Tuesday, 26 June 2012

I promise.

What happens when you break a promise?

Well, having been someone who has broken a few promises in her life, I can say with confidence that for the one who does the breaking... not a whole lot happens...initially. They move on, assumedly free from repercussions. Depending on the situation, there may be some guilty feelings accompanying the break, but ultimately, I've found promise breakers move on rather quickly.

But, having been the one on the receiving end of broken promises, I can tell you that the repercussions are deep, penetrating and painful. Beyond the possible physical 'inconveniences' that may accompany a broken promise, there are emotional ones too. Someone you counted on let you down. Ouch. That doesn't heal easily. Trust and integrity were compromised, and those two character traits don't bounce back with the two words, "I'm sorry".

We've all been there, at some point, haven't we? We've given our word, and for any number of excuses, have fallen short in following through. Ah, yes, but we have also all been on the receiving end of a broken promise. It hurts, doesn't it?

This is a recent experience of mine...three times over. In the last year, I have had three 'friends' make some important promises to me and all three of them broke them. Each time, it felt like they were saying, "You're not worth keeping my word for". It's surprising how quickly we want to accept the blame for other's mistakes, and make it about ourselves. But you can relate to the feelings... it hurts to have people let you down. What I want to focus on though is their responses to them breaking their word. Each of them responded very differently.

The first friend tried to change what the promise initially meant. "What I meant was .... , so I didn't actually really break it. No, I know that we both agreed beforehand, but...". There was an inability or unwillingness to face the truth that they didn't/couldn't follow through on their word.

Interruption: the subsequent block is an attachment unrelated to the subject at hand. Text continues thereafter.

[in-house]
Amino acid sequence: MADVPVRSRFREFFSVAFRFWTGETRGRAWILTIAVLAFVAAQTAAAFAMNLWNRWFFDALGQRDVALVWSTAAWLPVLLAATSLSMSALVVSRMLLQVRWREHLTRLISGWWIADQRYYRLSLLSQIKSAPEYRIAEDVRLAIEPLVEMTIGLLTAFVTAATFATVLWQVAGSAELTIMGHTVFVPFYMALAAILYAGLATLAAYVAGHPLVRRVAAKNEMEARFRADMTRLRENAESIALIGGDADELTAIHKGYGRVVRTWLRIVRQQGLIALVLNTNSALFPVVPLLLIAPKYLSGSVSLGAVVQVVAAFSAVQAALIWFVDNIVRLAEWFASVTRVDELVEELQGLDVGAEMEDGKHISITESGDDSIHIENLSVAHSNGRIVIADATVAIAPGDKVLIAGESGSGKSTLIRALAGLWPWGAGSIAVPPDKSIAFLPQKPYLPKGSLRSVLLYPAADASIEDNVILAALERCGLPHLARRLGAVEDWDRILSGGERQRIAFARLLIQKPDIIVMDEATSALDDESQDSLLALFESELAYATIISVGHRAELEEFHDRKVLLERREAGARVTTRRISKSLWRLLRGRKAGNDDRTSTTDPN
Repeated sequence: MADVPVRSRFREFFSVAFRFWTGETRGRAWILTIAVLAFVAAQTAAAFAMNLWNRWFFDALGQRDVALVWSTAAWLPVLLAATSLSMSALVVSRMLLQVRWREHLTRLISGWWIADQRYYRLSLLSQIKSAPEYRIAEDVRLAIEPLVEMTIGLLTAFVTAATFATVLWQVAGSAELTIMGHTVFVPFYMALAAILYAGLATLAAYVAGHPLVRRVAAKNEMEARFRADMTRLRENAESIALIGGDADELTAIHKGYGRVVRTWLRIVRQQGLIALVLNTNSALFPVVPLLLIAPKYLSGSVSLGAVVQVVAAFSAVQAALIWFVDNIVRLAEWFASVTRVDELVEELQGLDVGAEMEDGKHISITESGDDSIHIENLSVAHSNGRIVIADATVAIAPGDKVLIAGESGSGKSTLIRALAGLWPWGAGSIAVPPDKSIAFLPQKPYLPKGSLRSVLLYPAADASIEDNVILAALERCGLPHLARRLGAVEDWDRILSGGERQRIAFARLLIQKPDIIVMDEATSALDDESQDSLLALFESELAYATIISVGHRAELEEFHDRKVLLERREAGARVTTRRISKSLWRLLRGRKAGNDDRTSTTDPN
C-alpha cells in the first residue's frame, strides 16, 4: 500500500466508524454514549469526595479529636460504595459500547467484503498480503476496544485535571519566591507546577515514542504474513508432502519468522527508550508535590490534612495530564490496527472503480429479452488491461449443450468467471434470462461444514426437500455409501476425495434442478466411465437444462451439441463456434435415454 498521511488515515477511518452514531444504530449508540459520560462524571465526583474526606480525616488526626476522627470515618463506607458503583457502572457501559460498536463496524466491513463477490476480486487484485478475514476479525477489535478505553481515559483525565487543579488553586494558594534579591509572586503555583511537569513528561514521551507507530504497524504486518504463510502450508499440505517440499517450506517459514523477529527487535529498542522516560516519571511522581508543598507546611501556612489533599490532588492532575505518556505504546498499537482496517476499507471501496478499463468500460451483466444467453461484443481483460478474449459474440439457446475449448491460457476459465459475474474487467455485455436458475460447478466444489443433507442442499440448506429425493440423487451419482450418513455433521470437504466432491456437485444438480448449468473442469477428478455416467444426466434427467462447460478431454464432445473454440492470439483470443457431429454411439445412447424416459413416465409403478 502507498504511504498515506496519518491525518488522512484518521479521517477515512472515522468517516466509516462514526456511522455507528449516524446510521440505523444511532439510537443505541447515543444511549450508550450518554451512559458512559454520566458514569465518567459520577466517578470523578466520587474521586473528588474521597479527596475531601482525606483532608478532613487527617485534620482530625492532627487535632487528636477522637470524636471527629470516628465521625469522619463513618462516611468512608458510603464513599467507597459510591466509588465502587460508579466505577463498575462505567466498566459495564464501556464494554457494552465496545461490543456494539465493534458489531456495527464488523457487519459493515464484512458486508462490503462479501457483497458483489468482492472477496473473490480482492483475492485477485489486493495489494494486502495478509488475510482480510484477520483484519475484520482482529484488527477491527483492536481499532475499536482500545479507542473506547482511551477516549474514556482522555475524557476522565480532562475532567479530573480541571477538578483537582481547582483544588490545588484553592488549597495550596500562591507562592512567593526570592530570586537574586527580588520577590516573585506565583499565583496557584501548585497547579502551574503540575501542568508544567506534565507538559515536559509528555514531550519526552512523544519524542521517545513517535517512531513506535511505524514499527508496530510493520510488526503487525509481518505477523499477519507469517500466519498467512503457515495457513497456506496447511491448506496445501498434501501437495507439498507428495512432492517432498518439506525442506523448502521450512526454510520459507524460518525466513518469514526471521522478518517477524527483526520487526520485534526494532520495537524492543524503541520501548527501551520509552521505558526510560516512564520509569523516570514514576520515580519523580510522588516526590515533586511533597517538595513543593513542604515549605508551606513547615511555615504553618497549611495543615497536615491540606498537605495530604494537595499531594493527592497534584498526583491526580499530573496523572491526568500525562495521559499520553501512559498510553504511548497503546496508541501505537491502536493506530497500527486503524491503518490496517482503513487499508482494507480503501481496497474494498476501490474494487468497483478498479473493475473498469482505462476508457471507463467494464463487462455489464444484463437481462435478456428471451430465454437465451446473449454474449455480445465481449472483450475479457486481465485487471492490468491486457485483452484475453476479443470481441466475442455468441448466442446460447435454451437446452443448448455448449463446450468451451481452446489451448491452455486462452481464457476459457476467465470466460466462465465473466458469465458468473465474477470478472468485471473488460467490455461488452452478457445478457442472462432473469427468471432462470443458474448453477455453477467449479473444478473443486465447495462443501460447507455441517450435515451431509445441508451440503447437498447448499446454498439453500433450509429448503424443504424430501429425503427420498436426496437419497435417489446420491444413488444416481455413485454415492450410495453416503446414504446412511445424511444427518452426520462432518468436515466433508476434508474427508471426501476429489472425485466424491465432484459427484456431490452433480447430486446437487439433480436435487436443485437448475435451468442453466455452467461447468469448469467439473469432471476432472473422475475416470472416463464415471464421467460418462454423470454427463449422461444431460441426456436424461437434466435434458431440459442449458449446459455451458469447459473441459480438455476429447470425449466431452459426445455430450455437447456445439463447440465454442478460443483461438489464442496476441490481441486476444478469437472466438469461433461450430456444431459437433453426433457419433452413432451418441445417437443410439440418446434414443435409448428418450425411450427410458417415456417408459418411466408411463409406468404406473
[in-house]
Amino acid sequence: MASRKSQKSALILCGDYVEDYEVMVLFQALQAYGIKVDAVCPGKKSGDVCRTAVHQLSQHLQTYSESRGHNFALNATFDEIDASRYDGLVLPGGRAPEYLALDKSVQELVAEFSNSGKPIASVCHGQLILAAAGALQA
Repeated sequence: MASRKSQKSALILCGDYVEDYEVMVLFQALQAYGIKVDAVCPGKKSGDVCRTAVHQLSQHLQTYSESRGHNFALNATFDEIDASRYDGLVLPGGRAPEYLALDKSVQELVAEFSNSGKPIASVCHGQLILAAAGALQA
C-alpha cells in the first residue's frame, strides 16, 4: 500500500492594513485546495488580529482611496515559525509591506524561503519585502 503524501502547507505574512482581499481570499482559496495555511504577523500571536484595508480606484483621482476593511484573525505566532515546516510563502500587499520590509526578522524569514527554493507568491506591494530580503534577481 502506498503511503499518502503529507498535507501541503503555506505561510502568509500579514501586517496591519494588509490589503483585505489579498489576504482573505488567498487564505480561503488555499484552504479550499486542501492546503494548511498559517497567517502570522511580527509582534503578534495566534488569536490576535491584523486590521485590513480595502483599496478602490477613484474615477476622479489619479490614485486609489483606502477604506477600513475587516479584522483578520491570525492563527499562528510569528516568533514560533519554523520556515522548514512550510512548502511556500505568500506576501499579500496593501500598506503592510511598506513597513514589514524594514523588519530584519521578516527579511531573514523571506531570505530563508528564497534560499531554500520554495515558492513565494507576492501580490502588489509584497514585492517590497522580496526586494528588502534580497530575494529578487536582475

The second friend and I lost contact for three months because of the unfulfilled words... until just this last week, when my friend showed up to apologize, take ownership, and attempted to follow through on promises as much as they were able to with what they had. A broken situation was redeemed because they were able to humble themselves, and make things right, even though it cost this person. Making things right was inconvenient, costly and difficult. But I am SO proud of my friend for setting this example for me. It's never too late to set things straight.

The third friend seems to have walked away guilt free, saying that the promises were made prematurely, and thus implying that no follow through was required.

All three of them gave me their word, and broke it, but their responses to the situation look completely different. As a result of their broken promises, my trust of them, and their integrity in my eyes was severely compromised.

But I wonder, what happens when you break a promise as it relates to your relationship to God? Does He care? He knows we’re human, but as believers, are we called to a higher account with our word? As believers, when we keep our word, we are being an example of God to others. God always keeps His word - He is always faithful. Our word matters. But {how} does not keeping your word affect your relationship with God?

I’ve been doing some reading about the importance of keeping your word. And I’ve come upon some very interesting views. Some people say it’s a sin to break a promise and you will be held accountable for every unfulfilled word. Others say that motive matters, and sometimes promises can’t be followed through on and that it’s okay.
What do you think?


  1. I think it is important to be a person of your word and strive for that, but it's also important to focus on the reaction to broken promises: Forgiveness. This applies both in friendship and in our relationship with God. We promise God all the time that we will "do better" or "follow him more closely"... and if everyone is like me, they fall short of always fulfilling that commitment. Though it may be made with honest intentions, it doesn't always play out like that. Thankfully god always gives us another shot, something I think we are to model towards our friends.

  2. I certainly believe that God forgives us when we break our promises, but nonetheless that we should at least try to keep them. There are always extenuating circumstances, promises that cannot be kept for one reason or another, and promises that are made foolishly. When we can keep them, though, we should.

    But I wonder if this is why Jesus said not to swear on anything, simply to let your yes be yes and your no be no? Maybe Jesus said that because He knows that sometimes things happen, we say things we don't mean, circumstances prevent us from keeping the promises we have made, etc. So the real question to me is, should we even be making promises (or asking others to make promises to us) in the first place?

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